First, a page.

A world of worlds
In the middle of the XVIII century, at the request of Louis XV, Cassini de Thury will establish the first topographic survey of France. For three years, between 1758 and 1761, he set up his observatory on the commune of Saint-André-la-Côte at Signal, at 934m of altitude and 20 kilometers of Lyon, to establish by triangulation the first map of Lyon.
In four generations, the Cassini will make the first topographic and geometric map of the whole kingdom of France, established at the scale 1/86 400.
These works are so reliable that many researchers – archaeologists, historians, geographers, botanists, landscapers … are now consulting the Cassini map when they need to do a retrospective analysis of the landscape.
It is from this signal that will be released, on June 25, 2017 at 11 am, pigeons passing with them messages collected from the inhabitants of the Monts du Lyonnais. Everyone, child and adult, native of here or other territories, is invited to express on a message a geographical point that is particularly close to his heart. This affective attachment to a particular place can be based on different reasons – its place of birth, the memory of a romantic encounter, a dream of paradisiacal holidays, the pain of an exodus … and concern a territory in the vicinity near or located At the other end of the planet.
The traveling pigeons are bred by Dominique Cœur at the Aubépin in the commune of 69590 Larajasse. These birds usually participate in international competitions around the world where they fly up to 120 km / h for 750 to 1000 kilometers. They perpetuate a distant tradition, since for over 3000 years, the pigeons have transmitted messages over very long distances, carrying a piece of paper ringed to their paws from the ship of an explorer or a besieged city. These very short messages, sometimes coded, are somewhat the ancestors of tweets that circulate today from one phone to another. A poetic filiation since English tweets means chirping.
By inviting everyone to entrust his emotional geography to a traveling pigeon, Philippe Mouillon hopes to collect the planetary scale of the worlds gathered in this territory of local appearance of the Monts du Lyonnais. Each message will be mapped to the format needed to be sent by a pigeon. The release of June 25 will allow the birds to fly at the same second, and the order of arrival of the pigeons will determine an unknown hierarchical map order that will be edited as the Atlas of the worlds of each.
Atlas of the worlds of each is a proposal of Philippe Mouillon,
Produced by LABORATOIRE with the support of the DRAC Auvergne Rhône Alpes, the Department of the Rhône, the Auvergne Region Rhône Alpes, the Community of communes of the Monts du Lyonnais.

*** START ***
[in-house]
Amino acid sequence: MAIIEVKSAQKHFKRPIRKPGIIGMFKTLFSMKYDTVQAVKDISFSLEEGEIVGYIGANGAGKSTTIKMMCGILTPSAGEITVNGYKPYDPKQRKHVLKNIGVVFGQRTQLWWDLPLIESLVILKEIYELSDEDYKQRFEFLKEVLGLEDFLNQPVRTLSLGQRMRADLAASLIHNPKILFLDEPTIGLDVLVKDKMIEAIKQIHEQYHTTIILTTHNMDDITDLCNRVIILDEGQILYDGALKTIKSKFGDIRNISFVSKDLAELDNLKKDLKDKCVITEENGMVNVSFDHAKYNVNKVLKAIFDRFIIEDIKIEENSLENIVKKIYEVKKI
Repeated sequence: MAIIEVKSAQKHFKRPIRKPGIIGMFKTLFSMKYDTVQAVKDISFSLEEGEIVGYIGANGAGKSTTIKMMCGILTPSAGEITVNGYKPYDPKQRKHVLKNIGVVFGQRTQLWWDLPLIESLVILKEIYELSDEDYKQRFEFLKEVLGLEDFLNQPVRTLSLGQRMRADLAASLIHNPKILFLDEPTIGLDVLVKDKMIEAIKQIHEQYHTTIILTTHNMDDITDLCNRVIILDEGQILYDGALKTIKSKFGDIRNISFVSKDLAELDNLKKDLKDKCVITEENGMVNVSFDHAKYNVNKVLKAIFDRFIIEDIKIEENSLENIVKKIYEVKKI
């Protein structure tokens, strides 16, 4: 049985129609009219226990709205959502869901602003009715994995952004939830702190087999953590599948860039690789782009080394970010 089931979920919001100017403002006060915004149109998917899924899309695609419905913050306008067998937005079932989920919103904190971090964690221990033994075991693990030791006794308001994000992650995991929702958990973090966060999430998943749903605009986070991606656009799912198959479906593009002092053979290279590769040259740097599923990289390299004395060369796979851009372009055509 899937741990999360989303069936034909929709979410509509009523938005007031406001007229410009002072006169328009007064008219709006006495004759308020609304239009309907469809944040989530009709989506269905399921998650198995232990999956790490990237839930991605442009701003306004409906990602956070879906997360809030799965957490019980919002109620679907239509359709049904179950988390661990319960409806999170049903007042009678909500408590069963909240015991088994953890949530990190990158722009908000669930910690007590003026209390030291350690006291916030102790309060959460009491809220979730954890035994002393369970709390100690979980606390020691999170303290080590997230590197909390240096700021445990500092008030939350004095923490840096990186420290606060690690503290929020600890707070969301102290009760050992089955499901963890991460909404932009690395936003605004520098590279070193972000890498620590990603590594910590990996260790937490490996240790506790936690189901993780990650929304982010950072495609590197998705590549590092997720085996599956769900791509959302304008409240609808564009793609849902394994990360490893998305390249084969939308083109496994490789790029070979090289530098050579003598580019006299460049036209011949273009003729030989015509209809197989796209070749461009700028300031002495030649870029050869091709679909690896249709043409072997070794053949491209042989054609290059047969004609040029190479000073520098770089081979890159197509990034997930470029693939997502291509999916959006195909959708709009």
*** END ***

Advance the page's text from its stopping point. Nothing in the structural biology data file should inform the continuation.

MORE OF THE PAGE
> To participate: email@example.com
Contemporary Migrations in the Mediterranean
A multimedia device by Maryvonne Arnaud
> Original texts: Erri de Luca
> Translation: Danièle Valin
> Additional texts: Erri de Luca extracts from ALLER SIMPLE (Gallimard editions 2012)
> General design and shooting: Maryvonne Arnaud
> Editing images and sounds: Guillaume Robert
> Voices: Sophie Vaude, Jean-François Matignon, Dominique Laidet,
> Scientific Council: Anne-Laure Amilhat Szary, Alain Faure, Yves Citton
Preparatory study (May 2016): 22-minute video loop
> At CHRD / Lyon, on 28 and 29 May 2016, at the end of the exhibition “Dreaming of another world”.
> At the cinema Utopia / Avignon, every odd day at 11 am from 7 to 25 July 2016
> To MC2 / Grenoble, during the General Assembly of Migration organized by the Cimade
The Collection of collections is a traveling installation designed at the request of Universities, with three concerns: revitalization of the artistic heritage inscribed on the campus of Grenoble, opening students to the unexpected as a prerequisite posture to any innovation and experimentation of new territorial links between the city center and the campus.
This urban installation is achieved through the random participation of many collectors. Young or old, rich or poor, man or woman, the collector’s posture crosses the social backgrounds and generations and it is this symbolic discrepancy that appears successful here. The poetic power of the result is indeed based on the hospitality offered to all collectors wishing to participate. Each one brings his own world, because the collection is often the crystallization of an obsession doggedly continued over many years. During this hunt, each collector has sharpened his gaze and deepened the intuitive attraction of the first objects gathered for the benefit of a knowledge increasingly refined over the accumulation of this series of objects, and of an accumulative loyalty requiring him to think in order to classify, prioritize and share.
These imaginaries collected without any hierarchical concern are then placed inside the cabinets of curiosities of urban scale set in the street. The Collection of collections is based on the fertility of the unexpected and of the dynamic relationships between these heterogeneous imaginary in close vicinity. The visitors can enter in most areas to immerse themselves in each collection, reflecting the uniqueness of each of our lives.
These collected objects are somehow generators or accelerators of conversation. In this sense, the Collection of collections is an invitation to walk in the proliferation of human imagination and otherness. As an hospitality area, this collection of worlds regenerates the public space by creating meetings and exchanges. It confuses, loosens and thins the commonly accepted hierarchies between work and hobby, fine art and popular art, intimate space and public space, the specialist and the amateur. It proposes to make visible and circulating words that are not heard, practices that are not expected and intuitions that are not considered.
The Collection of collections carries a current on the front of the territorialisation of an organic public space. For if today many citizens appear to be detached of conventional political representations, they are yet aware of the social and urban contemporary changes and participate daily in new arrangements.